I’ve been walking for decades. When I was 25, I was told it would save my back after a fall. It has saved far more than my back! Walking has been a source for both physical and spiritual renewal in my life. Through life’s uncertainty, walking has been a reliable friend. When my life becomes too frantic, it is rest. When I need guidance, it is where I find God. When I need respite, it is peace. I have dreamed and prayed over countless miles of mountain trails, sandy beaches and city sidewalks.
My love of walking started when I was a child. My grandma gave my sisters and me each a small cotton bag filled with ten to twenty shiny copper pennies to spend on candy at the drugstore on Main Street in the tiny Wisconsin town of Barron. We felt so special as we headed out on our adventure. Our walk past gardens of peonies and rhubarb, was filled with anticipation of our arrival at the corner Five and Dime. Through the storefront window, we eyed jars filled with candy dots, jawbreakers, and tiny wax soda bottles filled with pink sugary water, trying to decide which treasures to choose with our pennies. It was joy…the freedom of the walk, the sweet treats and the love I felt from my grandma! God knows this about me. It is the only explanation for why I find pennies on almost every walk.
Walking is simple…just head out the door. But not all walks are easy.
There is a hill at 2.2 miles into my neighborhood walk. Not a straight up steep hill, but a long and gradual, lung burning incline. It is the hill that often factors into my walking decisions…as I think maybe instead of this walk, I should go somewhere flat, go a different direction or not go at all! I know! It sounds ridiculous as I write it too!
I have been acutely aware of this hill over the last several days and have been experimenting on how I approach it. Instead of focusing on the top of the hill, I’ve been making interim goals…walk to the mailbox…walk to the post…focus on the path right under me. Two to three short steps feel almost level. I’ve got this. Don’t think about the next little elevation…focus on this step…the next step…don’t look too far up the hill. Push a little. Stop and rest a little. Cheers for each small bit of progress. It works. It isn’t less hard. It is just more manageable.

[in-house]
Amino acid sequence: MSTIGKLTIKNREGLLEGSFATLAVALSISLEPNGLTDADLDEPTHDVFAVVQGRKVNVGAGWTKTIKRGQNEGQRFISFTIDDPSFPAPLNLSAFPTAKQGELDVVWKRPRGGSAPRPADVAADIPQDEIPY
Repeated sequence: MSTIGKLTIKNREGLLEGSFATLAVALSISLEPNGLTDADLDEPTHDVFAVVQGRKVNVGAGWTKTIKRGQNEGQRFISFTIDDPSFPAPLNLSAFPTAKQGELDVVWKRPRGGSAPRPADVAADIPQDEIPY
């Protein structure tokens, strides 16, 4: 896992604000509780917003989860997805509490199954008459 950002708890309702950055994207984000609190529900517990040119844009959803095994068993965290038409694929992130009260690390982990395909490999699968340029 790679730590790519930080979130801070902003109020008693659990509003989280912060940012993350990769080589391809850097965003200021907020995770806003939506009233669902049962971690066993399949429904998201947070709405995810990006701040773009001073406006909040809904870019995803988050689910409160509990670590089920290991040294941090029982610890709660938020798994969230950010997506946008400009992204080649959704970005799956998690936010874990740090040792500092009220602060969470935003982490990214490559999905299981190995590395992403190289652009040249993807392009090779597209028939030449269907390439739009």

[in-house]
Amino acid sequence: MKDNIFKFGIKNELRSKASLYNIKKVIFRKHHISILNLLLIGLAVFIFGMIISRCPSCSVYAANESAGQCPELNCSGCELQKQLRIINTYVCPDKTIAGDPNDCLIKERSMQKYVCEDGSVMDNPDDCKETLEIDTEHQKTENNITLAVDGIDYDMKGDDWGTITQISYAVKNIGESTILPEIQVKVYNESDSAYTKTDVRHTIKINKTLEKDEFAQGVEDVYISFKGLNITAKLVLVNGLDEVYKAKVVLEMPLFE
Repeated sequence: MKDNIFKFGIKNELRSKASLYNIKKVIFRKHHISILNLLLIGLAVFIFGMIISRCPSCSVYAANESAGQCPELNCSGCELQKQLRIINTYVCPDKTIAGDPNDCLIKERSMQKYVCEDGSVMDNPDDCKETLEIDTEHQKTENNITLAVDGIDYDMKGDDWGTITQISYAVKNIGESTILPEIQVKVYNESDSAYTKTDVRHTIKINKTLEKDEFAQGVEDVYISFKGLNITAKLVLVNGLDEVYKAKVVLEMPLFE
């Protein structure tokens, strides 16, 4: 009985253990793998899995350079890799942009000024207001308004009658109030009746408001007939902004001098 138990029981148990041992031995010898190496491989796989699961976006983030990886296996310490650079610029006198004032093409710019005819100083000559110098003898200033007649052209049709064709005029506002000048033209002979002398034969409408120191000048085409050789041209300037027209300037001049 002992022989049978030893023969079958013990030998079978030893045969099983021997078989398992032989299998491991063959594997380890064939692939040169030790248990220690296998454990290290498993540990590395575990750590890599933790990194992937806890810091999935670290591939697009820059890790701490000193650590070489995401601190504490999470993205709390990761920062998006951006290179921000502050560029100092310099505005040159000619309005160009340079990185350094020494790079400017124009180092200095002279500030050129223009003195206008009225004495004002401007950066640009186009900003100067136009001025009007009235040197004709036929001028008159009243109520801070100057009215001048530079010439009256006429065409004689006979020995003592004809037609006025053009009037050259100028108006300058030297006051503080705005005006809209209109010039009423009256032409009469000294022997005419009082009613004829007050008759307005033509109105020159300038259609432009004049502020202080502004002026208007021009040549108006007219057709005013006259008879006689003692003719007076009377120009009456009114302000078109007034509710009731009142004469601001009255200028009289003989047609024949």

This is different for me. I have always been a planner and goal setter…until three years ago when multiple myeloma became part of my walk. Suddenly the future was very uncertain and planning ahead became a mental challenge. It is my other hill to climb, a long and gradual daily challenge. It is every step, every stop to breathe and every grateful day I get up and get to do it again.
In these three years, I have been blessed with little pain and discomfort, even after life altering treatments and some scares along the way. Medicine has been good but also underlies unwanted side effects. My immune system is working hard on too few fighter cells. I challenge my doctors to work for me, to see me as an individual and not a statistic, while appreciating their clinical expertise and the science behind it. I anxiously wait on test results, staring at the notification of their arrival and pray for the good news of continued stability.
I am not everybody with multiple myeloma. I don’t fit the profile. But I have been given this. I have learned to let go of Dr. Google who only visits in the wee hours of morning when in sleepless night, I try to find wisdom or that one magic healing potion. I have learned that my army of caregivers are my life givers. Family that forget I have cancer, enlist me to help, love me unconditionally and just go and do life with me! And I have learned not to think too much about what “might” happen next. It doesn’t help me. This is not to say that I don’t think ahead. I do! I have a long list of things to do. I won’t allow this beast of a cancer to scare me from living. It’s just that I have learned to live differently. I take each day just like I am approaching the hill…two steps forward…sometimes two steps backwards…sometimes standing still…and take a breath, thankful for each step I take to reach the top of “the hill” on this day.
I have learned that sometimes it takes having the life we know ripped away to find our way. My grandson took me to see the new Disney movie Frozen II, where this idea is the central theme, “where all is lost, then all is found”. The enchanting ballad, “All is Found” speaks to me asking “…can you brave what you most fear, brave enough when all seems lost?”